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Original and exciting . . . with emotion and insight. Parallels with our own time.” —Richard H. Cracroft, Book Columnist, BYU Magazine

Jeremiah’s name is synonymous with a tirade, a long list of evils and social ills. Marilyn Brown captures this all in three words: Jerusalem was broken. From that opening sentence Marilyn goes on to give a six-decade portrait of Jeremiah from his first vision at fourteen years old to his hiding sacred artifacts in a hill to his flight from Jerusalem and hiding sacred records in a barrel. In between we see a portrait of Jeremiah as a sometimes reluctant prophet living among dangerous people, and among other prophets, Lehi, Ezekiel, Daniel, Jehu, Zephaniah, Nahum, his Aunt Huldah, the prophetess, and his father Hilkiah, who discovers the lost record of Moses. We see him descending into the valley of the shadow, into the miry pit. We wait for every writer’s nightmare, to watch precious work burn page by page. But Jeremiah comes out of the pit, out of the shadow. And out of the fire come his words.” —Harlow Clark, Literary Critic, Author of the introduction to Marilyn Brown’s Serpent in Paradise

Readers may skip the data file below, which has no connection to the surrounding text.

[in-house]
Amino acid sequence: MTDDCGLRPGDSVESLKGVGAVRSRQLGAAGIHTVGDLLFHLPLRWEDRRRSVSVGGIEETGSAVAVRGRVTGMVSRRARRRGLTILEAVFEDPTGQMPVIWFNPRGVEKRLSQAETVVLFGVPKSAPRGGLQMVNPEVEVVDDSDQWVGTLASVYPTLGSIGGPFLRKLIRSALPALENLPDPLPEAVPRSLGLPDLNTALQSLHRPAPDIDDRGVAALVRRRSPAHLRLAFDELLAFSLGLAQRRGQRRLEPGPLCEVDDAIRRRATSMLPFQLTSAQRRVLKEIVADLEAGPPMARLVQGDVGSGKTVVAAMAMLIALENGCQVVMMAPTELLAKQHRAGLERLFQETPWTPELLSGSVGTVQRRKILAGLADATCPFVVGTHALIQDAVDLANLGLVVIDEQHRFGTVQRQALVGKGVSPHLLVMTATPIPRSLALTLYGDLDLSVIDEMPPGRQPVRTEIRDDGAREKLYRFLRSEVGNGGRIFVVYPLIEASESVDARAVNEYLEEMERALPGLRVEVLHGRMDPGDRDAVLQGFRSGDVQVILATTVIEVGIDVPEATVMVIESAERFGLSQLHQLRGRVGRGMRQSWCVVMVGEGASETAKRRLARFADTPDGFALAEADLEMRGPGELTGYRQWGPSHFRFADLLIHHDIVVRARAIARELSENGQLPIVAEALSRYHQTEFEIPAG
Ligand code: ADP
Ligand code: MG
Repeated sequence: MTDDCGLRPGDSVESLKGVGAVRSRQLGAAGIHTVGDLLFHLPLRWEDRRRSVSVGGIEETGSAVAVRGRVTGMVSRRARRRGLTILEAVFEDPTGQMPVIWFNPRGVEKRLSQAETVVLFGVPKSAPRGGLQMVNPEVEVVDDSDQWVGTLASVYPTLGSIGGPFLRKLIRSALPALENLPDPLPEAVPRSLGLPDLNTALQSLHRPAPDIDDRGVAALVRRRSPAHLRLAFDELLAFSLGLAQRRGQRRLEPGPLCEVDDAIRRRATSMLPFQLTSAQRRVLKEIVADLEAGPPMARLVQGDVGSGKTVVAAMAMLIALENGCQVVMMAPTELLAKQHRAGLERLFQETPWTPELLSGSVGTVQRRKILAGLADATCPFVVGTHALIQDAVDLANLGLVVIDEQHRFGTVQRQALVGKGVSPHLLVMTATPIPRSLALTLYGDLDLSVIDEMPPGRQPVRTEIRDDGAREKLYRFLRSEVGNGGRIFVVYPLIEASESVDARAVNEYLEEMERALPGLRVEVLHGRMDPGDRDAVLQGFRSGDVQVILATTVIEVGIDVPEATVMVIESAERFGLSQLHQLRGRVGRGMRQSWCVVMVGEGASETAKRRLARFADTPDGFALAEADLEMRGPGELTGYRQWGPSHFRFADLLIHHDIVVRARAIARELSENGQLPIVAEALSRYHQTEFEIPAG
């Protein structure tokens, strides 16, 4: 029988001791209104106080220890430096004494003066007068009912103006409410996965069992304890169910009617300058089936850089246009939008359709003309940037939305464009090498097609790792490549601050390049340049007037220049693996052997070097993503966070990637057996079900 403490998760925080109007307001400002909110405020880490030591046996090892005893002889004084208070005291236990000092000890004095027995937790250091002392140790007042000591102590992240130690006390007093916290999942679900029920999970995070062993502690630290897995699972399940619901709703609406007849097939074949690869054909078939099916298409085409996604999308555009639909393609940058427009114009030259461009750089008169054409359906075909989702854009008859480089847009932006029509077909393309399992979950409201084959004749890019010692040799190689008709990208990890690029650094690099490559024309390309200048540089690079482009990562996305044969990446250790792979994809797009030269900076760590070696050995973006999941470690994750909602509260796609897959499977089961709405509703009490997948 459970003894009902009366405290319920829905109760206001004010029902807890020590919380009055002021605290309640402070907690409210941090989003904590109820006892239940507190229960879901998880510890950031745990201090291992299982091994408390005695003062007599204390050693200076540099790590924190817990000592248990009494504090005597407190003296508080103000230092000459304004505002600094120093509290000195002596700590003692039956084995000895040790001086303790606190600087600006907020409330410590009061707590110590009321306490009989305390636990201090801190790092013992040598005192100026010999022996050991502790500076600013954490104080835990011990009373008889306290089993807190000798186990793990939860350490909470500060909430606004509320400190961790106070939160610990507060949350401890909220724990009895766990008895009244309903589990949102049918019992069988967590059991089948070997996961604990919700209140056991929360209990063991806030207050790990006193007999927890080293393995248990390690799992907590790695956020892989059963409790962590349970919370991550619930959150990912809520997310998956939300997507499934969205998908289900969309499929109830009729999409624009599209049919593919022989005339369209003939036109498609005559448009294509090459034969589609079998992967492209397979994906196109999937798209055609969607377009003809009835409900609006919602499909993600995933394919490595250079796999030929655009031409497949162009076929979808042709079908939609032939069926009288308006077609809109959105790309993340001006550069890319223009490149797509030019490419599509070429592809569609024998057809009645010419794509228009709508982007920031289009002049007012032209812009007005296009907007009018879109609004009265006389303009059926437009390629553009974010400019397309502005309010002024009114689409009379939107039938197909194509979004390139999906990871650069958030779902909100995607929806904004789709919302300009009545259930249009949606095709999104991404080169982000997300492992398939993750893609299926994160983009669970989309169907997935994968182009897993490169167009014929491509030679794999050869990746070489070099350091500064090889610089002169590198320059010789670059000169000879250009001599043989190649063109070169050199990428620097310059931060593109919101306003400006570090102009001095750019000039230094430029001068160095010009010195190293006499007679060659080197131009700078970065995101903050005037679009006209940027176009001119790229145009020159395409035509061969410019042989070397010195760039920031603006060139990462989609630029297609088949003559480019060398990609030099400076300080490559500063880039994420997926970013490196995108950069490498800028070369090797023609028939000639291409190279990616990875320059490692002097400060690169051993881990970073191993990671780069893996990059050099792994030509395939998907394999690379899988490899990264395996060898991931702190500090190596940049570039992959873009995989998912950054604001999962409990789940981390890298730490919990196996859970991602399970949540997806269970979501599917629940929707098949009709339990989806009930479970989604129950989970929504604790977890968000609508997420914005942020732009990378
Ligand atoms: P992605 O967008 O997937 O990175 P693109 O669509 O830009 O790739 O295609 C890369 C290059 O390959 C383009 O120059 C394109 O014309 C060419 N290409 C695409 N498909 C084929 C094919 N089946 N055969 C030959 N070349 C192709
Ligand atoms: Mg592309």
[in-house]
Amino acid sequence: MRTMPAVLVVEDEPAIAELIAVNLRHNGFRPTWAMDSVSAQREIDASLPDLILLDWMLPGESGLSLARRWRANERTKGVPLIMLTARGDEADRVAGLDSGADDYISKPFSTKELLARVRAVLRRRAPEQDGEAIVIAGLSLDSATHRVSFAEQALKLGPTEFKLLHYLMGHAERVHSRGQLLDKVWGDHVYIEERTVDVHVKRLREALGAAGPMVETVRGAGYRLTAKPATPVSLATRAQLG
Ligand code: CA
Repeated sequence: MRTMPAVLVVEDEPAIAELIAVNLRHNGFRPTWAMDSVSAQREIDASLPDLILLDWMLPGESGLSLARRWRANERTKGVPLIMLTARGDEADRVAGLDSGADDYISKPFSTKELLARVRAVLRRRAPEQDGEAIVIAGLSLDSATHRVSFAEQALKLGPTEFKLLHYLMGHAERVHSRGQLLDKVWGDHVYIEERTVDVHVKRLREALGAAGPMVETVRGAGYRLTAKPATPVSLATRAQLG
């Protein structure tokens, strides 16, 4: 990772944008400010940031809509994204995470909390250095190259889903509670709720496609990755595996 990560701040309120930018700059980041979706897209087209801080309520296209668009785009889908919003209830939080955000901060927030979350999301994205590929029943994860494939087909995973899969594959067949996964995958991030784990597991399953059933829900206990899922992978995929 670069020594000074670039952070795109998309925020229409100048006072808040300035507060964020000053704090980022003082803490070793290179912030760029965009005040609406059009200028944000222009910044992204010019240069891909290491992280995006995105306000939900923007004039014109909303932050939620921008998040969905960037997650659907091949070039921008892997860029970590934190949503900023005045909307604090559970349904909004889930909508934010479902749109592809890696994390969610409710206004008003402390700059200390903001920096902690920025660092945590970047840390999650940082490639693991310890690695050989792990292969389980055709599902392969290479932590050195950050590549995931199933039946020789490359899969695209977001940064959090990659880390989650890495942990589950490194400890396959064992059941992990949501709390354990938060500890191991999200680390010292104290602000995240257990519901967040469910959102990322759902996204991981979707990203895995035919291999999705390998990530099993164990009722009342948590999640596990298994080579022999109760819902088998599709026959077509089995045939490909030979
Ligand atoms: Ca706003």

I wasn’t sure anyone could make an Old Testament prophet, especially one as dour and dishwater dull as Jeremiah, accessible to readers, let alone appealing. Marilyn Brown accomplishes just that in Fires of Jerusalem. The thing I like best about this engaging book is how well Brown has done her homework; for all her narrative expansion and psychological imagination, she’s remarkably true to the Biblical text of Jeremiah. And I liked almost as much how thoroughly I was caught up in the drama, captivated by the action of the novel, from the first page.” —Steven Walker, Professor of English: Bible as Literature

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